How Arizona universities are dispelling fear, shifting the conversation surrounding AI
Artificial intelligence, or AI, has become a hot topic at universities over the past year. Generative AI tools that are capable of writing articles and creating images have some professors concerned about cheating.
But some people at Arizona universities are finding ways to dispel some of that fear, educating staff and students on how they can use those tools positively.
The Arizona Board of Regents has not provided a policy or guidance to the universities regarding AI, leaving the schools to make their own decisions about acceptable use. Both Arizona State University and the University of Arizona have created new syllabus guidelines for their classes. In those, teachers can outline whether they want students to be able to use AI a lot, a little, or not at all.
Mina Johnson-Glenberg directs the Embodied Games XR Lab at ASU. XR stands for extended realities.
“We create content along those realities for, generally, STEM education so we make games for like fourth through adult-age learners,” she said.
The general philosophy at ASU is that they want students to graduate being AI literate.
“AI is going to be around for a long time,” Johnson-Glenberg said. “It’s not going to go away. So we want our students to have some experience working with it.”
Instructors are encouraged to think about AI being a collaborator. That means never putting it in the driver's seat, using it to turn in an entire assignment like writing a paper, but integrating it in other ways.
“And then in the final product, when you turn it in to your professor or instructor, you need to cite where you did that,” Johnson-Glenberg said. “So using proper APA style or whatever citations for where the AI was used.”
Johnson-Glenberg teaches a class that allows students to do just that, using AI as a tool to enhance the work they’re already doing. One of her students made a game to help with Parkinson's disease rehabilitation.
“She needed to make an interface like ‘What would the game look like?’ But she’s not an artist, right? So students used to turn in little stick drawn figures to show me what it would look like, but now with these text-to-image AI generators, she made this gorgeous interface,” Johnson-Glenberg said.
Another one of her students used it to code a new keyboard for people with cerebral palsy.
“He was a pretty good coder, but he used AI to help him code up some of the language and he said that it helped him go 50% faster,” she said. “Now it makes errors, right? So you have to know a little bit how to correct the errors from the AI, but the fact that he was able to use that and save time was very beneficial.”
She add that the most important thing to note about these tools is, they’re nowhere near perfect. For instance, one of her guest speakers asked an image generator to show a photo of ‘frozen pears.’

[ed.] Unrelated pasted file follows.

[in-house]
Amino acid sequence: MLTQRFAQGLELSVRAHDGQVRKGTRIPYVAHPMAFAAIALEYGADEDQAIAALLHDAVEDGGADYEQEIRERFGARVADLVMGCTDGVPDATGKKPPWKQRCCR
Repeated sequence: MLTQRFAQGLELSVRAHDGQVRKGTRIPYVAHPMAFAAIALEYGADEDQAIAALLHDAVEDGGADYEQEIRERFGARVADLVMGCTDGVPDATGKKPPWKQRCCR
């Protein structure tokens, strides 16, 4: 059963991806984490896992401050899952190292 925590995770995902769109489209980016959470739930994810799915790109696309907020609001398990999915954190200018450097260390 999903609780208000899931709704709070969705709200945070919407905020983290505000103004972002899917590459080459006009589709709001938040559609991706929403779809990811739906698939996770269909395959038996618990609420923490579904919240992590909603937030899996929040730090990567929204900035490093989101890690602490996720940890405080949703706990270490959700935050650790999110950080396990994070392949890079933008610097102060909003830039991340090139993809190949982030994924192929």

“So he showed us the picture and indeed there were baskets filled with pears that weren’t quite frozen, but on top of them were like these weird heads that looked like Elsa,” Johnson-Glenberg said.
The generator picked up a character from the Disney movie Frozen instead of understanding the word as an adjective. But as some tools make obvious errors, others are more advanced.
That’s why ASU has put together student and staff committees that lead discussions on AI. Frank Liu is pursuing a Ph.D. in computer engineering. He heads up the student committee.
“We discuss different topics that the faculty gives us and our goal is to be able to help inform decision making at ASU with regards to generative AI policy,” Liu said.
His group wants to unpack fears among professors and educate them on how AI could be used positively.
“Like I used ChatGPT for grammar,” Liu said. “When I’m writing, it can fine tune and find small grammar things. I ask it for suggestions of like ‘how can I reword this sentence to make it stronger?’”
Barney Maccabe directs the Institute for Computation and Data Enabled Insight at University of Arizona.
He said the university has created a new working group where about 150 faculty, staff and students are having an ongoing conversation about AI. One of the reasons for that is that last fall, the university’s plagiarism checkers started looking for the use of AI in student work.
“And we didn’t understand how they had come about their understanding of what constituted plagiarism or inappropriate use of the tools and they didn’t give us any information,” Maccabe said. “So in fact, the recommendation was to turn that off as quickly as possible.”
That’s because the program was turning up false positives. He said much like ASU, UA wants students to know how to use these tools because they’re already being used in the professional world.
“At the end of the day, it’s your responsibility to make sure that what you turn in, what you have written, you can stand behind and you have to be part of that creative process,” Maccabe said.
If there’s one thing all three of these AI aficionados agree on, it’s that Generative AI tools will ultimately be more friend than foe.